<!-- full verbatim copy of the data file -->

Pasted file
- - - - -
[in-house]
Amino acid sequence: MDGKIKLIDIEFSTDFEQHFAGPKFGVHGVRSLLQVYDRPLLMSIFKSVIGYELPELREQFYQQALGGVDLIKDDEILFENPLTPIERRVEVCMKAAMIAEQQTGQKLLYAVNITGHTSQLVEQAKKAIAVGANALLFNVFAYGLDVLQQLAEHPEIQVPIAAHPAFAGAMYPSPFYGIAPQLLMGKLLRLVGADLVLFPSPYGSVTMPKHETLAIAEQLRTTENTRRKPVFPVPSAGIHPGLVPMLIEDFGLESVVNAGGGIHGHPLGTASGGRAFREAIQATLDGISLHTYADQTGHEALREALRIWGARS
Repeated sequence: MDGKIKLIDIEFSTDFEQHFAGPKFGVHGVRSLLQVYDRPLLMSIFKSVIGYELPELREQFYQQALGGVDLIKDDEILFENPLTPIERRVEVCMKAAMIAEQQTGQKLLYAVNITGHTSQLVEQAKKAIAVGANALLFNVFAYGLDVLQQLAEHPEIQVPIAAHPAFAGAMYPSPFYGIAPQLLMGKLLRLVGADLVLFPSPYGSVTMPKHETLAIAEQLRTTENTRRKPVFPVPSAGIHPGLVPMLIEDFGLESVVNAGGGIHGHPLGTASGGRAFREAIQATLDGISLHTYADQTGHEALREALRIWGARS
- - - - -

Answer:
[in-house]
Amino acid sequence: MDGKIKLIDIEFSTDFEQHFAGPKFGVHGVRSLLQVYDRPLLMSIFKSVIGYELPELREQFYQQALGGVDLIKDDEILFENPLTPIERRVEVCMKAAMIAEQQTGQKLLYAVNITGHTSQLVEQAKKAIAVGANALLFNVFAYGLDVLQQLAEHPEIQVPIAAHPAFAGAMYPSPFYGIAPQLLMGKLLRLVGADLVLFPSPYGSVTMPKHETLAIAEQLRTTENTRRKPVFPVPSAGIHPGLVPMLIEDFGLESVVNAGGGIHGHPLGTASGGRAFREAIQATLDGISLHTYADQTGHEALREALRIWGARS
Repeated sequence: MDGKIKLIDIEFSTDFEQHFAGPKFGVHGVRSLLQVYDRPLLMSIFKSVIGYELPELREQFYQQALGGVDLIKDDEILFENPLTPIERRVEVCMKAAMIAEQQTGQKLLYAVNITGHTSQLVEQAKKAIAVGANALLFNVFAYGLDVLQQLAEHPEIQVPIAAHPAFAGAMYPSPFYGIAPQLLMGKLLRLVGADLVLFPSPYGSVTMPKHETLAIAEQLRTTENTRRKPVFPVPSAGIHPGLVPMLIEDFGLESVVNAGGGIHGHPLGTASGGRAFREAIQATLDGISLHTYADQTGHEALREALRIWGARS